When Mohammad’s condition deteriorated, he was shifted to Sher-i-Kashmir Institute of Medical Sciences (SKIMS), in Srinagar. He was finally discharged after nearly three weeks of treatment there. Despite being discharged, the toll on the family’s finances has not eased up. The family borrowed Rs. 25,000 from neighbours in May and relatives have also pitched in. “We have spent more than 57,000 rupees only on mamu’s [my uncle’s] hospital bills. Many are still pending,” he says, visibly worried about the weight of the debt. 

Then there is the continuing post-Covid care of the patient that Nazir and his family must arrange for and manage. “The village auqaf (also spelt as waqf) committee donated an oxygen concentrator for him as he needs it day and night. But we face power cuts here every two to three hours and so we have to rent a generator for 500 rupees a day. We spend an additional 1,200 rupees for the diesel to power it,” says Nazir. 

Nazir’s eldest son Mashooq, 25, has been doing any daily wage work that he can get – often on construction sites in and around his village. He earns around Rs. 200 a day for this labour. The family of 10 are trying to manage with this and the generosity of relatives. Fatima says it’s a daily challenge. 

When Mohammad’s family moved in, the loom, which occupied one of the three rooms, was put away to make space for all the ten of them. Fatima and Nazir’s carpet weaving work came to a standstill. “We started making a kaleen last year and will get paid only after delivering it,” she says. This carpet will earn them around Rs. 28,000. They have a contract with a shop-owner in Srinagar who drives down from Srinagar by car, bringing naqshi (designs) and the raw material pann (a mix of cotton thread and sheep wool) and rang (dyes) with him. 

Fatima says it takes her and her husband working eight hours a day, six days a week, for almost a year to complete a five feet by six feet carpet. “I learnt from Nazir when we got married. I was 15 and he was 16 at the time,” Fatima recollects.  “I have been doing kaleen-kaem [carpet weaving] since it paid five rupees a day. Even now, what we make [80 rupees a day] is not enough,” says Nazir.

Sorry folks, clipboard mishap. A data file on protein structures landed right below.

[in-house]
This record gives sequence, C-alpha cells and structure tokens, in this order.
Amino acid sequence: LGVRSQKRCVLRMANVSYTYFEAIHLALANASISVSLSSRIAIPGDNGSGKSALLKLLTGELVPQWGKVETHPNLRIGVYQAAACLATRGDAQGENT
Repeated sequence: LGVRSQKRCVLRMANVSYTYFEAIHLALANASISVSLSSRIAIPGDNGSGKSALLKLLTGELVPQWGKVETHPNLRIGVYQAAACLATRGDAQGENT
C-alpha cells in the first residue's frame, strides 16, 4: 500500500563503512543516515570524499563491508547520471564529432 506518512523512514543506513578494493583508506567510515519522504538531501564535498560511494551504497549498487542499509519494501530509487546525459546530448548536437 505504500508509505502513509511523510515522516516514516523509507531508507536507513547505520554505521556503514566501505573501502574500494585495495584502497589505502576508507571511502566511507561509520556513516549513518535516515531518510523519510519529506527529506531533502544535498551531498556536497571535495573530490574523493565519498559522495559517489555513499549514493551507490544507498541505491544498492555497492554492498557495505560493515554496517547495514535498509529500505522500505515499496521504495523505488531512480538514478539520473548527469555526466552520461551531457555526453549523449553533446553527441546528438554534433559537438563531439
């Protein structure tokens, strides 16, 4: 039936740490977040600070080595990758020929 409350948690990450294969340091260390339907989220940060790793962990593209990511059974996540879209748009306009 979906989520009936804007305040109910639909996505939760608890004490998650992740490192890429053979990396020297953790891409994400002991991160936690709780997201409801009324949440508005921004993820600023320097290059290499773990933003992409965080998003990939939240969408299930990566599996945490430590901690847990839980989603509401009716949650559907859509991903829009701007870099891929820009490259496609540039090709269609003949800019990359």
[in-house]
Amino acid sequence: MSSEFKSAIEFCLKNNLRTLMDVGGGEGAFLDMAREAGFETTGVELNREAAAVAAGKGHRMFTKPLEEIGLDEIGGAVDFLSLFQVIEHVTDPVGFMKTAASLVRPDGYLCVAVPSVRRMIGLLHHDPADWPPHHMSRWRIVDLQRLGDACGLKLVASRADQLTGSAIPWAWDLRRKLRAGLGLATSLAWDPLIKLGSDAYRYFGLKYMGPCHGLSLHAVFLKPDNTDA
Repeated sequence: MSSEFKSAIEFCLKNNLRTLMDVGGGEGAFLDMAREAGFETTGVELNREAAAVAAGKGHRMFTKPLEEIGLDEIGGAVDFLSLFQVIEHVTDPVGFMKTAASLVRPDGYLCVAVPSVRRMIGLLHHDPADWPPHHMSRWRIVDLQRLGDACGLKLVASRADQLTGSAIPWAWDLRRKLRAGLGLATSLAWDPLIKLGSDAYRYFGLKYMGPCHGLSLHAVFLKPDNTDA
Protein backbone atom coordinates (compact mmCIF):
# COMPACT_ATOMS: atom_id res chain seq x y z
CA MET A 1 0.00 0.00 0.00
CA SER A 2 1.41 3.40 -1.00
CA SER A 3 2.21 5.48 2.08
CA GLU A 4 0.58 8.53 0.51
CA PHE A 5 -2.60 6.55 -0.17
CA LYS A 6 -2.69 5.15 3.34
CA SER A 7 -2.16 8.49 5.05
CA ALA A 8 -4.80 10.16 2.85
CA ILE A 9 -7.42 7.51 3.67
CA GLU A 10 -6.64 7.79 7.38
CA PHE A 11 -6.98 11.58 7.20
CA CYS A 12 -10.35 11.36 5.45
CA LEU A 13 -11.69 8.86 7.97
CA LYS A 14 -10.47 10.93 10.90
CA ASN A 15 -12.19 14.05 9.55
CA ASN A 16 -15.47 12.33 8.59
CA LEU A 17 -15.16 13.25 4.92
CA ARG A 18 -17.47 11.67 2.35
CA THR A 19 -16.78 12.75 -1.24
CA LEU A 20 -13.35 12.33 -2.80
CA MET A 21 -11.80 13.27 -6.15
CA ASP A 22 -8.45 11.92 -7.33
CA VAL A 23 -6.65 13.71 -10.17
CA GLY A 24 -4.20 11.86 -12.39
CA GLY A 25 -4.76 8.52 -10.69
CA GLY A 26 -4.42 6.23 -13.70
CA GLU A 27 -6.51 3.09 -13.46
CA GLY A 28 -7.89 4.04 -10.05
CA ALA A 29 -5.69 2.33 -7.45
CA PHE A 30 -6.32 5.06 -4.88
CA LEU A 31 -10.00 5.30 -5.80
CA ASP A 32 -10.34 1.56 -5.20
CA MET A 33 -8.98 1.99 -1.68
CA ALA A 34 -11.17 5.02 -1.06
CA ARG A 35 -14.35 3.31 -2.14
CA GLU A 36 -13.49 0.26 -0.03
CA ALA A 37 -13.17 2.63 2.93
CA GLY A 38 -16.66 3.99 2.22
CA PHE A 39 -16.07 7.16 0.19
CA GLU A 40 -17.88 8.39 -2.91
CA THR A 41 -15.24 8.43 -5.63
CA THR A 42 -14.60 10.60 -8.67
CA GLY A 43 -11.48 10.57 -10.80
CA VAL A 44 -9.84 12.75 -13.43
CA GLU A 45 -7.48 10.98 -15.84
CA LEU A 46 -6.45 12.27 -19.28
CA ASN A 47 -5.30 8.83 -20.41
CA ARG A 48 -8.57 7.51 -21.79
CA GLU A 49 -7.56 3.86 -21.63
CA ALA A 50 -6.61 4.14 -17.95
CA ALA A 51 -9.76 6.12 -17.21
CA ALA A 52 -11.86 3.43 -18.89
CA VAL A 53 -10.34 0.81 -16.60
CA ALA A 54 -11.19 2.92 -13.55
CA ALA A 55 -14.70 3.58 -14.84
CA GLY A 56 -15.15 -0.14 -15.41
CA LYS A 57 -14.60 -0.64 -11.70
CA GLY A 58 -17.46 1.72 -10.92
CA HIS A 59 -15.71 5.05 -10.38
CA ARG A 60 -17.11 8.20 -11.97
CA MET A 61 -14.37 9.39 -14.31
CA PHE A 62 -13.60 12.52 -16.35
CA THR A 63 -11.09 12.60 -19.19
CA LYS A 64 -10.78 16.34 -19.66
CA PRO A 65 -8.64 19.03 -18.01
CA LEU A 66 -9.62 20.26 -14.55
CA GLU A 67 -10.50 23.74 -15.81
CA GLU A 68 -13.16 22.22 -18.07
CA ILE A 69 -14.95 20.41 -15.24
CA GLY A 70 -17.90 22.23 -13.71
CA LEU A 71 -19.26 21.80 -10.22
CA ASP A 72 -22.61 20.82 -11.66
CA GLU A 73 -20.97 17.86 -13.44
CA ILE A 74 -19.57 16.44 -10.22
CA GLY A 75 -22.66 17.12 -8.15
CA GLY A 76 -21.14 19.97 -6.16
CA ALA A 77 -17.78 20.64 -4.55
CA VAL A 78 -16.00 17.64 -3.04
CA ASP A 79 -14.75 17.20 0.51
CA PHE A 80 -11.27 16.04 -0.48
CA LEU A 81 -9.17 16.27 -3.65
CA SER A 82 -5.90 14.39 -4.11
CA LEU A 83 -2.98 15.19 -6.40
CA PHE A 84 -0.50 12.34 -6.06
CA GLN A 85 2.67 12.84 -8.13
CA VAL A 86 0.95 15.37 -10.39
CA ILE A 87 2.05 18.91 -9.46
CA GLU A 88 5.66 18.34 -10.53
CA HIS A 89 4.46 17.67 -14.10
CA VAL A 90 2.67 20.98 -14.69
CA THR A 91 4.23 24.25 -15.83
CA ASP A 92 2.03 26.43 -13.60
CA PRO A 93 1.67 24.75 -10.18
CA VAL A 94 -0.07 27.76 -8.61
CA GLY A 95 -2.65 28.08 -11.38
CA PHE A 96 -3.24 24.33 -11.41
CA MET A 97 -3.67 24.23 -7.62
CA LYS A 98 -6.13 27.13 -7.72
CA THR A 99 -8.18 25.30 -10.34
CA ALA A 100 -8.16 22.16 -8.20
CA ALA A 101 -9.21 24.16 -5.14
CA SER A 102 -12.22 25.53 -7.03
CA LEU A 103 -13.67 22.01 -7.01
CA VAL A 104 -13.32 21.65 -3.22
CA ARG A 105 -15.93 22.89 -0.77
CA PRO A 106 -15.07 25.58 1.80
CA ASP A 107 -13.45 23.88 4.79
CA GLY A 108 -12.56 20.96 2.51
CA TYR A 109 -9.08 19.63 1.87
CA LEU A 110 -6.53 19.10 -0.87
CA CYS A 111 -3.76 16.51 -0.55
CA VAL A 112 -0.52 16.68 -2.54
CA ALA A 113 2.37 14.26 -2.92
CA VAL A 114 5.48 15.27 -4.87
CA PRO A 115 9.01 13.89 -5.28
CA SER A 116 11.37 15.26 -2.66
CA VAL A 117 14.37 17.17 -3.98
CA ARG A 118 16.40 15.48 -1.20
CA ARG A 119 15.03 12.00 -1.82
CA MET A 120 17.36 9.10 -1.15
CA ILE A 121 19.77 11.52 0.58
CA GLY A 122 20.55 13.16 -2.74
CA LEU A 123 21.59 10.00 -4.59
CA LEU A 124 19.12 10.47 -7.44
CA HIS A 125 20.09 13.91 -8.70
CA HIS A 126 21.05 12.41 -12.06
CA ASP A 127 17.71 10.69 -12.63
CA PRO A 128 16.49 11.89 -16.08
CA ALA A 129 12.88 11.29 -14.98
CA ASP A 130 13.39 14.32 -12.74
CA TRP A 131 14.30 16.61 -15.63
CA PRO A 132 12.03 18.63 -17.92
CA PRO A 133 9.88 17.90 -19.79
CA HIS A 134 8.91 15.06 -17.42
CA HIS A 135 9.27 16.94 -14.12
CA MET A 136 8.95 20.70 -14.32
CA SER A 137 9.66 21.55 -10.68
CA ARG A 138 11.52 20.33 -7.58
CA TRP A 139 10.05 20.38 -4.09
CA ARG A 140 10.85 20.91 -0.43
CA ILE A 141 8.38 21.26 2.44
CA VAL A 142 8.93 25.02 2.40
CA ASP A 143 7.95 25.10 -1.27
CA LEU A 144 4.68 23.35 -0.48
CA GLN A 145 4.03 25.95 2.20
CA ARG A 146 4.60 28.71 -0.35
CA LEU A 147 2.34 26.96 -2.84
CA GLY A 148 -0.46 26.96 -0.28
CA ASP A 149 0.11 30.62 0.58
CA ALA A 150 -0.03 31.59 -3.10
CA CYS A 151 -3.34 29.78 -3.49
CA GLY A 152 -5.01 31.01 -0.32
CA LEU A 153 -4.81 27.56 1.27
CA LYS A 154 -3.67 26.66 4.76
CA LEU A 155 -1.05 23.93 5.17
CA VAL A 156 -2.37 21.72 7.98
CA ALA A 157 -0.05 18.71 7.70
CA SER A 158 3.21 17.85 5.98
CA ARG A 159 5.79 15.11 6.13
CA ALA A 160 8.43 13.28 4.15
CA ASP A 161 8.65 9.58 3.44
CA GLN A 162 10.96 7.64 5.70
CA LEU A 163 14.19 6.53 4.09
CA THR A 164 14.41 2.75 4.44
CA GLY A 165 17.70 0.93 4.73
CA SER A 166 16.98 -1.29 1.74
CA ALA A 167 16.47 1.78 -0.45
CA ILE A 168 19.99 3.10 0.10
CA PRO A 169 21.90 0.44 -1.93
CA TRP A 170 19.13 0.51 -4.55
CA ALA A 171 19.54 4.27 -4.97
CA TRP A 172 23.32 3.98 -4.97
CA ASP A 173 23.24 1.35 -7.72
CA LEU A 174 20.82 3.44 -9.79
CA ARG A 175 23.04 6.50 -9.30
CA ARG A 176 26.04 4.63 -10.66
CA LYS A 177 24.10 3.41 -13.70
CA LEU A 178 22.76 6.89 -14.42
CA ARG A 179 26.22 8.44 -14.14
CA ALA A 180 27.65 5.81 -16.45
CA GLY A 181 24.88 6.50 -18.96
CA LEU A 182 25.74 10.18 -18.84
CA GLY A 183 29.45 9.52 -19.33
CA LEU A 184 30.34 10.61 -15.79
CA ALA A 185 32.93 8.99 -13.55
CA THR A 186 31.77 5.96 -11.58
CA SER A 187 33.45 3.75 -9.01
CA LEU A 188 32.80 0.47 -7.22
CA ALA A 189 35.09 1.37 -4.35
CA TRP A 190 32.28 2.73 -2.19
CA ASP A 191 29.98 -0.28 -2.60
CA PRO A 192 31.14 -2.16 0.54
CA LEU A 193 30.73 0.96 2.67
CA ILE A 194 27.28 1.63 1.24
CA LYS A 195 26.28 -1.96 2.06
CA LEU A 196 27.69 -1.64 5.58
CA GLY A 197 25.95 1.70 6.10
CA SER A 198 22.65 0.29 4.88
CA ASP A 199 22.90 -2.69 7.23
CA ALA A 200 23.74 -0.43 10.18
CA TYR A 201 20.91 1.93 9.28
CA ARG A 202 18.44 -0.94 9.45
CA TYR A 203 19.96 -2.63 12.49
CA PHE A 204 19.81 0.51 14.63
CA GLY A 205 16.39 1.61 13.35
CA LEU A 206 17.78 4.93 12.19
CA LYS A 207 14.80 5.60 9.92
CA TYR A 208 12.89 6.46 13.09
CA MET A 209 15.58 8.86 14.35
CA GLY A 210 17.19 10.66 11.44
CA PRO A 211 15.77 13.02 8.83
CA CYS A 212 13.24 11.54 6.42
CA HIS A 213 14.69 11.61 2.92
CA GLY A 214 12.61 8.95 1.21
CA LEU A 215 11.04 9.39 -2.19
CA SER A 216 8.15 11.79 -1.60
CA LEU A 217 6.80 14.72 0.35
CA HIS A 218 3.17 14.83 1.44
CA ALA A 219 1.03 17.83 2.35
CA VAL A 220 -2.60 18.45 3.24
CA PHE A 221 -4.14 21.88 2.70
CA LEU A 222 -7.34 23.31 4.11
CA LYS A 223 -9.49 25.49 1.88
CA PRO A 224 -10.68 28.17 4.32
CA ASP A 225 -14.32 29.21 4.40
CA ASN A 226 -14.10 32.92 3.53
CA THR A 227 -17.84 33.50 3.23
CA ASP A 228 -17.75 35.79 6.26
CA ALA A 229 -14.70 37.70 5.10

The 2011 census notes that carpets are one of the most important commodities manufactured and exported out of Hajan town, just six kilometres from Fatima and Nazir’s home in Gund Prang. Yet, carpet weaving families like theirs don’t earn enough from it to sustain themselves. When the apple season commences in September, Nazir picks up work as an agricultural labourer for a daily wage of Rs. 400. But the work lasts only 10 days. He earns the same amount sowing rice for four to five days in June and July. 

Nazir and Fatima’s precarious financial situation has worsened with the many debts taken for medical expenses and the lack of space to continue with their one guaranteed source of income – weaving. Shahzada is grateful for the support and for having her husband back from the hospital. With Mohammad now home, and Shahzada’s child expected soon, their debt continues to rise.

Editor's note

Umar Para is doing an undergraduate course in journalism at the Indira Gandhi National Open University (IGNOU); he has been pursuing photography for a few years. He says, “The way PARI tells stories was a learning experience for me. I learned that little details matter. I had to cross-check everything from the spelling of someone’s name to whether their village had been recorded on the census. This process was a lesson in finding data that makes the story truthful.”